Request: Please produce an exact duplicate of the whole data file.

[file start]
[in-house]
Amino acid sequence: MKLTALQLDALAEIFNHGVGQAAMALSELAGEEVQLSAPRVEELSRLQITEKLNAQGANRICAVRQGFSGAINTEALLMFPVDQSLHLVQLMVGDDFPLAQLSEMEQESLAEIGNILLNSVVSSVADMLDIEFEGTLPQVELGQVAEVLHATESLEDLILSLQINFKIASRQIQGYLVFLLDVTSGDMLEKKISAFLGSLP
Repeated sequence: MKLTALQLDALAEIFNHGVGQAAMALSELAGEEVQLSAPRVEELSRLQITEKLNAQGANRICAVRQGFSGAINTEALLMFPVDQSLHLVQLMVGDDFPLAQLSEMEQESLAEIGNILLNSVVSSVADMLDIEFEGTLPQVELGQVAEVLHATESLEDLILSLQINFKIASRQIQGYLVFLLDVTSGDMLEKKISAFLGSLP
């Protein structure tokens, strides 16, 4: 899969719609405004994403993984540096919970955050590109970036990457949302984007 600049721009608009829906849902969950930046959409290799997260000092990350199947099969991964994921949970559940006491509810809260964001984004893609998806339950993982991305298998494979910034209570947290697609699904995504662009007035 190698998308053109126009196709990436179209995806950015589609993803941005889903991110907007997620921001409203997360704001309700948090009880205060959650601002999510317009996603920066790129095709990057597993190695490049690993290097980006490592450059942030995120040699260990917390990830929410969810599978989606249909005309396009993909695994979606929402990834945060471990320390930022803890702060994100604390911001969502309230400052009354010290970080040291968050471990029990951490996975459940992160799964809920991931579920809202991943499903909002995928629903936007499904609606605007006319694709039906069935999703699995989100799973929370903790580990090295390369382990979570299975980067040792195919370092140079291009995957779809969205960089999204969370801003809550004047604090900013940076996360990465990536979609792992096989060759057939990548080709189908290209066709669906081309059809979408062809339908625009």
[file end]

[in-house]
Amino acid sequence: MKLTALQLDALAEIFNHGVGQAAMALSELAGEEVQLSAPRVEELSRLQITEKLNAQGANRICAVRQGFSGAINTEALLMFPVDQSLHLVQLMVGDDFPLAQLSEMEQESLAEIGNILLNSVVSSVADMLDIEFEGTLPQVELGQVAEVLHATESLEDLILSLQINFKIASRQIQGYLVFLLDVTSGDMLEKKISAFLGSLP
Repeated sequence: MKLTALQLDALAEIFNHGVGQAAMALSELAGEEVQLSAPRVEELSRLQITEKLNAQGANRICAVRQGFSGAINTEALLMFPVDQSLHLVQLMVGDDFPLAQLSEMEQESLAEIGNILLNSVVSSVADMLDIEFEGTLPQVELGQVAEVLHATESLEDLILSLQINFKIASRQIQGYLVFLLDVTSGDMLEKKISAFLGSLP
């Protein structure tokens, strides 16, 4: 899969719609405004994403993984540096919970955050590109970036990457949302984007 600049721009608009829906849902969950930046959409290799997260000092990350199947099969991964994921949970559940006491509810809260964001984004893609998806339950993982991305298998494979910034209570947290697609699904995504662009007035 190698998308053109126009196709990436179209995806950015589609993803941005889903991110907007997620921001409203997360704001309700948090009880205060959650601002999510317009996603920066790129095709990057597993190695490049690993290097980006490592450059942030995120040699260990917390990830929410969810599978989606249909005309396009993909695994979606929402990834945060471990320390930022803890702060994100604390911001969502309230400052009354010290970080040291968050471990029990951490996975459940992160799964809920991931579920809202991943499903909002995928629903936007499904609606605007006319694709039906069935999703699995989100799973929370903790580990090295390369382990979570299975980067040792195919370092140079291009995957779809969205960089999204969370801003809550004047604090900013940076996360990465990536979609792992096989060759057939990548080709189908290209066709669906081309059809979408062809339908625009």